PITTSBURGH— Call it a step forward for Sidney Crosby, even if it might be only a small one.
Crosby took part in the Penguins’ off-day practice Thursday at the suburban Iceoplex at Southpointe, but sat out all contact drills. Crosby still has not been cleared for contact as he recovers from the concussion-like symptoms that have kept him out of game action since Dec. 5.
While Crosby also skated with the full Penguins team two other times since he last went through a full practice on Dec. 7, this was his most extensive on-ice time with them in the last two-and-a-half months. Since then, he has worked mostly with conditioning coach Mike Kadar and the other players who are out with injuries.
While Crosby’s status still has not changed, the Penguins remain hopeful that he can return this season. They have 22 games remaining.
The concussion-related issues have limited Crosby to eight games this season.
“(It’s) a chance to get on the ice with some more players,” Bylsma said Thursday. “He was out there with our team for the entire practice, although he did not participate in the contact drills that we did have. We’ll see how he progresses and where he’s at in terms of getting on the ice. Sometimes it (what Crosby does) is dictated on if it’s an optional (practice) or how many people will be out there.”
Crosby skated with the Penguins two weeks ago in Montreal and again last Friday, but only because there weren’t any other players to work out with in advance of practice.
Penguins general manager Ray Shero has not indicated whether the uncertainty regarding Crosby’s status will affect what he does at the trading deadline. The Penguins could use another reliable scorer at forward, but numerous other teams have the same need during what looks to be a seller’s market.
Shero has dealt for at least one forward at or near the deadline each of the last five years.
Penguins defenseman Matt Niskanen (undisclosed illness) missed practice Thursday, but defenseman Brooks Orpik and goaltender Brent Johnson participated. Both were out for the Penguins’ 2-0 victory over the New York Rangers on Tuesday -- Orpik with an upper body injury and Johnson with an illness.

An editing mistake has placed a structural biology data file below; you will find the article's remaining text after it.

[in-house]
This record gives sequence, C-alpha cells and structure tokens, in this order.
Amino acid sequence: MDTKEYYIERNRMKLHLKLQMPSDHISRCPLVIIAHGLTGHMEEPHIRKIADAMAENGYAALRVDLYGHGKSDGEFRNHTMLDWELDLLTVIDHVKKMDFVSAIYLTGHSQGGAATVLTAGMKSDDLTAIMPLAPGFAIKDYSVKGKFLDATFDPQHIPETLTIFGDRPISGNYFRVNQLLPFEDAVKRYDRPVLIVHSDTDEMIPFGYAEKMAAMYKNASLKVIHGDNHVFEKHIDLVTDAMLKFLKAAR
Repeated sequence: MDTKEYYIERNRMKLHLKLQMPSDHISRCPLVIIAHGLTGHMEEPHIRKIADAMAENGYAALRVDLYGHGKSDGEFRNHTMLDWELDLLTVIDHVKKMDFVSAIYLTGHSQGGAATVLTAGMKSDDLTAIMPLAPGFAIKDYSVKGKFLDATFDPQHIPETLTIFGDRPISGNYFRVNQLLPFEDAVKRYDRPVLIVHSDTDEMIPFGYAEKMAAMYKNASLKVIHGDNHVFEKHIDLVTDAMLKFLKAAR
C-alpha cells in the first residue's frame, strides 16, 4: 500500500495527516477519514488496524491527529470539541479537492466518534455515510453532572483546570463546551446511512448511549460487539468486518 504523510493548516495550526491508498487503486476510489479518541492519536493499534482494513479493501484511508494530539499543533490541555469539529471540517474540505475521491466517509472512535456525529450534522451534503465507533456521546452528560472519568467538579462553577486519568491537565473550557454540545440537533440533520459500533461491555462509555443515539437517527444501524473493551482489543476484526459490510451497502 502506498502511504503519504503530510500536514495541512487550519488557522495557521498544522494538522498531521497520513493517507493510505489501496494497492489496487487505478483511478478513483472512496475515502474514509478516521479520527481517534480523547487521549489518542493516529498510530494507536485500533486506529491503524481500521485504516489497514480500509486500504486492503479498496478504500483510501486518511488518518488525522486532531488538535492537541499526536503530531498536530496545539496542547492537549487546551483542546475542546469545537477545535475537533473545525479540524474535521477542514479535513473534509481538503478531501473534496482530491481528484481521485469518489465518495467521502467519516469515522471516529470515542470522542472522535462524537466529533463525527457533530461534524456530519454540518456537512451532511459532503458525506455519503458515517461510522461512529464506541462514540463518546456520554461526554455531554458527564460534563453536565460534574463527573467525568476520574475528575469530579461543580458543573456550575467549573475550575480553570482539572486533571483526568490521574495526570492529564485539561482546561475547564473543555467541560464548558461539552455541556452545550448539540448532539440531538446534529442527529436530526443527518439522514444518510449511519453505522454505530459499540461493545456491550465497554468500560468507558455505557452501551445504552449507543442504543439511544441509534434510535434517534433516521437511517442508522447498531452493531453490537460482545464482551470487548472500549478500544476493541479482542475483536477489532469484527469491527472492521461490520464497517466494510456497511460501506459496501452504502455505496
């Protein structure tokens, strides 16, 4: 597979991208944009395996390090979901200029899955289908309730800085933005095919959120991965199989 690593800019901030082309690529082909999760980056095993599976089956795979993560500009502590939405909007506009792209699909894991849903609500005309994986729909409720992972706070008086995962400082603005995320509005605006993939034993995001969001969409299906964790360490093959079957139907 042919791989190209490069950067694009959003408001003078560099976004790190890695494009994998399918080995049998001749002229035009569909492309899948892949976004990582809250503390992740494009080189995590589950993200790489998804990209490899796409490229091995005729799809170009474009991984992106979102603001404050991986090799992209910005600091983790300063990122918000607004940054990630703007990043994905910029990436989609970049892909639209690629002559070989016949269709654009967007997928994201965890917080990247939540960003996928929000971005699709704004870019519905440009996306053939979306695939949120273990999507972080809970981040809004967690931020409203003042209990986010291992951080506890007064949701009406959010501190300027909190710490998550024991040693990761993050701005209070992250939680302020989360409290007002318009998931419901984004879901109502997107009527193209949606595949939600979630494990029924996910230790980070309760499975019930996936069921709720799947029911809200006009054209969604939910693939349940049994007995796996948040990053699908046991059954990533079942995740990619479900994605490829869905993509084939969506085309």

After one of their best all-around performances of the season, the Penguins remain at Consol Energy Center for back-to-back weekend afternoon games against the Tampa Bay Lightning on Saturday and the Columbus Blue Jackets on Sunday.
The Penguins beat Tampa Bay 4-2 behind Evgeni Malkin’s two goals Feb. 12 in Pittsburgh, so Bylsma doesn’t need to go back very far for a reference point on how the Lightning are playing. Tampa Bay is 3-1 since then, with a Thursday night game against Winnipeg still to play; while the Penguins are 2-2.
What the Penguins didn’t see then was the 1-3-1 defensive system the Lightning were playing earlier under coach Guy Boucher.
“I think Tampa Bay has started to play a little bit differently in their system,” Bylsma said. “They’re not as stout at playing the 1-3-1 that we saw from them (previously), where the game was getting clogged in the neutral zone and really tough to play against. We played a team a couple of weeks ago that had won a lot of games in a row (7-1-2 in their previous 10) and was making a push.”
If the Blue Jackets haven’t moved forward Rick Nash by then, Sunday’s game could be played with an air of anticipation that it could be Nash’s last in a Blue Jackets jersey.
“They don’t have the pressure of a playoff race or that type of pressure, but they’re going out and playing hard right now,” Bylsma said of the Blue Jackets, who beat San Jose 6-3 on Tuesday after losing to the Rangers 3-2 in overtime on Sunday “We’ll look at that and expect that on Sunday.”